British Cops on Rampage After Train Bombings

by Gerry Foley / August 2005 issue of Socialist Action newspaper

Some weeks after the bombings of London mass transport, it is more and more questionable whether the bombers were the agents of a professional
operation. The British police have now admitted that the explosives used were of a type that can be made by amateurs from easily available chemicals. In the attempted second wave of bombings, on July 21, the
detonators failed to go off, and the would-be bombers were quickly apprehended.

The most likely scenario is that the bombers were simply young people made desperate by the discrimination against people of color in Britain who
have originated from predominately Muslim countries, and whose bitterness was exacerbated by the imperialist outrages against the Iraqi, Afghan, and
Palestinian peoples.

They were probably inspired by the example of al-Qaida, which has come to be seen by many people of Muslim culture as an example of resistance to
imperialist arrogance. And al-Qaida has set a pattern of indiscriminate killing of people, not sparing even of Muslims. (Obviously, any bombing of a crowd in London transit would be bound to hit Muslims as well as Christians, given the cosmopolitan population of the British capital.)

Whatever the bombers thought they were doing, however, their action was blind and perverse and could only exacerbate the evils against which they likely thought they were protesting. It did not expose the cruelty of the imperialists and it could hardly threaten them. The rulers of Great Britain and the United States are not worried about the slaughter of dozens, or hundreds, or thousands of their citizens. They would sacrifice millions for the sake of their greed and power.

The bombings only made victims of racism and imperialist oppression appear to be as ruthless as their oppressors. This crime was in part against the very people the bombers apparently thought they were representing. And precisely these people are suffering the worst consequences of their action.

The British Guardian reported on July 26 the results of a poll it did, in conjunction with the ICM polling company, in the wake of the witch hunt unleashed by the British authorities after the London terrorist bombings that showed about two thirds of the country’s Muslim population are considering leaving the country.

In fact, it is unlikely that there will be a mass flight. British Muslims number 1.6 million and most of them have deep roots in the country, as did most of the accused perpetrators of the bombings themselves. But the poll results are a testimony to the unease felt by Muslims in the security scare that has followed the terrorist attacks.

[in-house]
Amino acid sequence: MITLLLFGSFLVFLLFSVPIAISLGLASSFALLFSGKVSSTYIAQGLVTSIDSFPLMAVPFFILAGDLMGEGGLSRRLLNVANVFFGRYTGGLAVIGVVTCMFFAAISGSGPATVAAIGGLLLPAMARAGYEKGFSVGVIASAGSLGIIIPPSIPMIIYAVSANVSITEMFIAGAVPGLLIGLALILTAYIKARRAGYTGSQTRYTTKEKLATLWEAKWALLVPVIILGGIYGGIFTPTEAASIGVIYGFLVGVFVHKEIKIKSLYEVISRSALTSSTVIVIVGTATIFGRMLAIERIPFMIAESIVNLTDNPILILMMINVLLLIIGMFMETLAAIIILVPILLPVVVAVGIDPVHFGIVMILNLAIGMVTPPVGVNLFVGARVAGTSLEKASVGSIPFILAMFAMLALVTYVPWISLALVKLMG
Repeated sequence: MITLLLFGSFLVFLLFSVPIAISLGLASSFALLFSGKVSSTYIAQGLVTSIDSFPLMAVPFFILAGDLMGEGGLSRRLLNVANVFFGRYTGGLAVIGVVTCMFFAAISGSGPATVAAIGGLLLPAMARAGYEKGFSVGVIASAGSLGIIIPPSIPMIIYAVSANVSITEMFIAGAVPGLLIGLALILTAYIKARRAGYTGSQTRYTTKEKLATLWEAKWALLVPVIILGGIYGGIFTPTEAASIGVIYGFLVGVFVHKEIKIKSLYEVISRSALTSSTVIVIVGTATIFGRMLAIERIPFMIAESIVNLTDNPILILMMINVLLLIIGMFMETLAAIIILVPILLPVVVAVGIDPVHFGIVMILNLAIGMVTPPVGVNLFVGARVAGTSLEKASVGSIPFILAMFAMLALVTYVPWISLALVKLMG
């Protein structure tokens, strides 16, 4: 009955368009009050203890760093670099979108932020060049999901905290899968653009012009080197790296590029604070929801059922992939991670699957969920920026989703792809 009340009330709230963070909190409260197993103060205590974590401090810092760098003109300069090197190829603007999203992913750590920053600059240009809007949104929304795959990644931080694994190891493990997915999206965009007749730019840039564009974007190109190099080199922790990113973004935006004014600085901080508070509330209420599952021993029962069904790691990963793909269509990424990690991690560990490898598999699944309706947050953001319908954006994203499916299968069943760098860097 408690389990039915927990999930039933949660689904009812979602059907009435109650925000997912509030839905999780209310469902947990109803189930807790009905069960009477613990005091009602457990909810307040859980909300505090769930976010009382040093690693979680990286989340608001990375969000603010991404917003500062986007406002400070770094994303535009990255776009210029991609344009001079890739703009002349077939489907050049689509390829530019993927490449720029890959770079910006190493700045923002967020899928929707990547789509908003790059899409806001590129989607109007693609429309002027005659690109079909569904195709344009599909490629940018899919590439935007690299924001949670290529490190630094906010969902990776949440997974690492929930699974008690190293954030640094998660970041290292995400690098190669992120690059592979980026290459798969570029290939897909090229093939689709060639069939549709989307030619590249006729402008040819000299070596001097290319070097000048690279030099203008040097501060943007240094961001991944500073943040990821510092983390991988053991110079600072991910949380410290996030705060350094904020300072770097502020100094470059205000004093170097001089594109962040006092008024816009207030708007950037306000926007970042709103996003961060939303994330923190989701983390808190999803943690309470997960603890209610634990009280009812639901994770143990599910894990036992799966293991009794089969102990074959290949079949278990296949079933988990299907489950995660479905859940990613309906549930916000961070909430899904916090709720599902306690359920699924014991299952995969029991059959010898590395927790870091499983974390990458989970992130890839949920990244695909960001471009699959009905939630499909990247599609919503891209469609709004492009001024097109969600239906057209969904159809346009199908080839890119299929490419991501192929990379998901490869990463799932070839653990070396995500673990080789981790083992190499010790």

Police and soldiers are being heavily deployed in public areas, especially around public transport. This is despite the obvious fact that no conceivable police or military deployment could stop the sort of actions that took place July 7 and 21.

Moreover, some of the police raids in Muslim areas allegedly in search of terrorist suspects have been extremely violent. The Guardian has pointed out, quite reasonably, that a much more effective means of stopping terrorist attacks would be to get a better idea of what is happening in the Muslim community and get the cooperation of the Muslim public. But the tactics of the government seem most likely simply to cause a very justified fear, which is more effective in intimidating the public than in preventing terrorism.

The British security forces are now following a “shoot-to-kill” policy toward people who act suspiciously. It has already resulted in the fatal shooting on July 22 of Jean Charles de Menezes, a Brazilian who was totally innocent of any harmful intent but fled from the police—probably out of fear since he had overstayed his student visa.

In its July 31 issue, The Guardian reported: “It emerged yesterday that the Met’s [Metropolitan Police Authority] guidelines for confronting bombers allow armed police, in some cases, to fire a ‘critical headshot’ without even challenging the individual to stop, if it is feared an explosion is imminent. Until
now, it has been assumed that suspects would be given a chance to surrender.”

The Guardian/ICM poll revealed that one in five British Muslims have suffered mob attacks on themselves or a member of their families in the terrorist scare following the July 7 and 21 bombings. The Guardian’s article on the poll results noted: “Police have recorded more than 1200 suspected
Islamophobic incidents across the country, ranging from verbal abuse to one murder in the past three weeks. The poll suggests the headline figure is a
large underestimate.”

More than two thirds of the respondents to The Guardian /ICM poll thought that discrimination against people of Asian origin in Britain was a factor
motivating the bombers.

There has been extensive commentary in the British press pointing out that the bombers were a problem created by racism and unemployment in Britain, not by al-Qaida. The British rulers undoubtedly know this and
they know that a similar, if more diffuse, rage and frustration extends to white British youth as well.

That suggests they are using the terrorist scare to create an atmosphere of police surveillance and intimidation to try to deal with that problem as a whole, and not to simply prevent Islamist strikes.

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